It’s hard to breathe when you’re perched on a rock face 20 stories above Fitzsimmons Creek–the roar of rapids swollen with the spring thaw pounding in your ears. It’s even harder to actually jump off the rock.
I was standing on Whistler Mountain in British Columbia paralyzed with fear. While Whistler is named for the whistling call of the marmots–a type of mountain squirrel that’s the size of a groundhog, the only “EEeeeeeee” screams I heard that day were my own.
It was late March, a damp day where no sun broke through the cloud cover or heavy canopy of trees that make up the temperate rainforest on Whistler’s lower levels. The first step in the Whistler Ziptrek Ecotours zipline adventure had been to climb into a heavy harness that would be my saddle while I zipped through the air from Blackcomb Mountain to Whistler Mountain. I’d be riding–of course–nothing but air.
I’m not really big on heights, so the bumpty-bump-bump ride in the snowcat from the sign-up in Whistler village to the starting point on the mountain had made me reconsider my decision altogether. During orientation I’d made friends with Shannon, from Arkansas, and her two kids, Ethan (9) and Abby (11), and I reluctantly decided that if they could do it, so could I.
The thing that had drawn me to this particular adventure was its ecotourism aspect. And the guides certainly delivered, as Andre and Drew rolled out the facts and information about the ever-changing ecosystems on the mountains.
The adventure begins in the valley’s temperate rainforest with a series of suspension bridges, aerial ladders, and observation platforms that wound us up the mountainside. It started out pretty easy. I just stood on the sturdy board structure at the first zip, waited for one of the guides to clip me onto the heavy cables, moved ahead, and zoom…there I was on the other side. No worries at all, since even if I froze their patented system could reel me in and also apply the brakes.
I couldn’t see much beneath me either for the mist and the trees. And what I don’t see doesn’t matter, right?
I did fine until we came to a long suspension bridge and I looked ahead, then back, and asked my guides about turning around. “Sorry,” said Drew, “there’s no way back. We make five zips, so you even end up on a different mountain than where you started.”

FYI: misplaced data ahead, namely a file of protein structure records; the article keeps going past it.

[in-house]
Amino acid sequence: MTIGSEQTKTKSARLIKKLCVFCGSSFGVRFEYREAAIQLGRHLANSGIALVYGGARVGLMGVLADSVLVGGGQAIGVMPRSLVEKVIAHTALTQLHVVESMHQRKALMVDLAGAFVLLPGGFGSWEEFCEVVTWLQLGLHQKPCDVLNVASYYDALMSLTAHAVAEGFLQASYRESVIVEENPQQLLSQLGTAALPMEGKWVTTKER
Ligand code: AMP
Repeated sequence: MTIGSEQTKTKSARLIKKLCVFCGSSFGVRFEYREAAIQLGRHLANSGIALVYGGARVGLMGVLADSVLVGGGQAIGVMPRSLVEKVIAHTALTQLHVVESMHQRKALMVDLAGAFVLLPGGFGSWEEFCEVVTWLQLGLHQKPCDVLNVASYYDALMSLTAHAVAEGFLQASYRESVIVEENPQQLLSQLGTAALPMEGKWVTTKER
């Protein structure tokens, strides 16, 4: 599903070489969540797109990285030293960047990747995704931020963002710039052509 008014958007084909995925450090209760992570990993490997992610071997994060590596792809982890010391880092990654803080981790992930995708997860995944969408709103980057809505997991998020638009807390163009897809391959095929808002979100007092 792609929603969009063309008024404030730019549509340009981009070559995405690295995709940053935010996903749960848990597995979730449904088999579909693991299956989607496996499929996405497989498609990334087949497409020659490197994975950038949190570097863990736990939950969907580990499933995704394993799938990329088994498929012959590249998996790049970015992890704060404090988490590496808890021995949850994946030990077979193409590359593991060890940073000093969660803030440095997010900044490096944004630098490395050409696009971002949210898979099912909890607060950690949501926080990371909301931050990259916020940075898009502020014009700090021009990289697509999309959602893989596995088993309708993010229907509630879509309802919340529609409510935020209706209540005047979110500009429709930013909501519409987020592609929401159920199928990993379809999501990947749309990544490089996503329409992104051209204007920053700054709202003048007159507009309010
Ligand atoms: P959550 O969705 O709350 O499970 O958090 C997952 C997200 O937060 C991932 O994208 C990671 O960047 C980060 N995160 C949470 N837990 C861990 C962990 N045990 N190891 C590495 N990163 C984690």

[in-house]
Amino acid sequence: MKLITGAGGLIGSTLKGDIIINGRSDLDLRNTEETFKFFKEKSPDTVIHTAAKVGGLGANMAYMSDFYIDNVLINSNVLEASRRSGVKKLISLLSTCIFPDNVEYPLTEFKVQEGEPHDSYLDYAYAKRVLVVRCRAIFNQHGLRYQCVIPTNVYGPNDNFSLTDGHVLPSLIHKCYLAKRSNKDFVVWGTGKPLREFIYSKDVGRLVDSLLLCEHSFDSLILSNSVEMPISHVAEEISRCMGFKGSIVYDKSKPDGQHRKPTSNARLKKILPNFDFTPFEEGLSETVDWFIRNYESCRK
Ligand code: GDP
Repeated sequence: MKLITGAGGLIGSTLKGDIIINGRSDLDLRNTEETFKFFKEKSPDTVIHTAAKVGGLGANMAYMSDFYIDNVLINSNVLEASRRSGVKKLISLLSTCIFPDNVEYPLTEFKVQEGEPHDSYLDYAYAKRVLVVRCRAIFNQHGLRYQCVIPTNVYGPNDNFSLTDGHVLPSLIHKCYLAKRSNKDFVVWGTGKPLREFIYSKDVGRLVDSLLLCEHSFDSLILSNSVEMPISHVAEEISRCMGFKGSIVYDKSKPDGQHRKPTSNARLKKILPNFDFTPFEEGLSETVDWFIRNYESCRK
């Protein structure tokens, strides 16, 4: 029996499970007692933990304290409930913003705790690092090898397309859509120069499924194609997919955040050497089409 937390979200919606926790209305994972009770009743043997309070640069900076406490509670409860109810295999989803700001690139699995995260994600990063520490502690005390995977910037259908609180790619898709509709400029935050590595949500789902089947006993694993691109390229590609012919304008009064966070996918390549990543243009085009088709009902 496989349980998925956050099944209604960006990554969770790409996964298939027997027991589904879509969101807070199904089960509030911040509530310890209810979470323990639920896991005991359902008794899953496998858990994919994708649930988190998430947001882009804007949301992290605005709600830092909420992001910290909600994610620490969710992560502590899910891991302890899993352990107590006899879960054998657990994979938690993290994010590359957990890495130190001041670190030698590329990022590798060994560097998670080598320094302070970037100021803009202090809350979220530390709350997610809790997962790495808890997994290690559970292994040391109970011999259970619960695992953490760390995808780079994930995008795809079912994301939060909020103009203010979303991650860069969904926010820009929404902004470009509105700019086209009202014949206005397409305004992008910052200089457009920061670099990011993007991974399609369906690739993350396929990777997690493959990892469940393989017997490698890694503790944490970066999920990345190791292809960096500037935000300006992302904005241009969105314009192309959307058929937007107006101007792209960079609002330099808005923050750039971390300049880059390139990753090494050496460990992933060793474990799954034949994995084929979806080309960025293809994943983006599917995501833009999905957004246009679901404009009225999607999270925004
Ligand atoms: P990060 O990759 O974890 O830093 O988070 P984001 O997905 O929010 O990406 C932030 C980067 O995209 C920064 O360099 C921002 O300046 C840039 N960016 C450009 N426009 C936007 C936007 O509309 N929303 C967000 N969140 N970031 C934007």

Sadly, the logic of that little fact had escaped me when I signed on. I crossed the bridge–keeping my eyes focused on the target ahead–Abby’s lime green jacket.
- British Columbia’s coast has a temperate rainforest—the largest intact one of its type in the world
- Temperate rainforests are rare, composing only 0.2% of earth’s land surface
- Trees can live more than 1000 years
- Trees can reach 100s of feet high and be up to 31 feet (9.4 m) in diameter
The second zip was the hardest of the whole adventure for me, even harder than the long 1100 foot zip nearer the end.
At zip number two the platform almost sticks out over the gorge below, so you can see every bit of the surroundings. My eyes inched their way around the rock, the trees, the water… I stood for a full minute totally awe-struck and um…terrified…by the rapids below me. My eyes refused to close.
Some inner coach whispered take deep breaths and focus. I obeyed. Two breaths. Three. I was still standing on the platform. Finally…
I just stepped forward and was gone. My harness link whirred along the cable and I flew, faster and faster and faster. The whole world was me and the mountains.
Although I was still shaking when I stepped onto the platform on the opposite side, I had done it–found my courage and, I might add, the adrenalin rush that every “zipper” feels.
Gradually, we all began to relax. Since there are absolutely no worries with the Whistler zips, we were encouraged to do some “fun” moves. How exactly can you move when you’re dangling from a wire? Well, it’s easier than you might think.
The first instructions we had were for speed lovers. While fear might generally make you curl up into a ball or that fetal position, on a zip line that’s going to make it all rush by even faster. I didn’t need faster.
Or, you can do tricks. The easiest is to let go of your harness rope and stick your arms out. Then, bring up your knees and voila, you’re doing sumersaults in midair. Woo-hoo! Well, few of us ever actually flipped over. Huddling your knees up to your tummy was easy, but letting go definitely wasn’t.
This one I tried, and did eventually almost turn over, with both knees up and one arm out, and a little marmot squeal to finish the adventure.
So why did this Whistler zipline adventure rank #30 on my 2012 Staycation event? Well, it was a combination of thrills and chills, along with the chance to get up close and smell the lichen covered evergreens of BC’s temperate rainforest.
View the YouTube video from Evening Magazine below while you wait for Stop #29 on my summer Staycation event here on guide2travel.ca.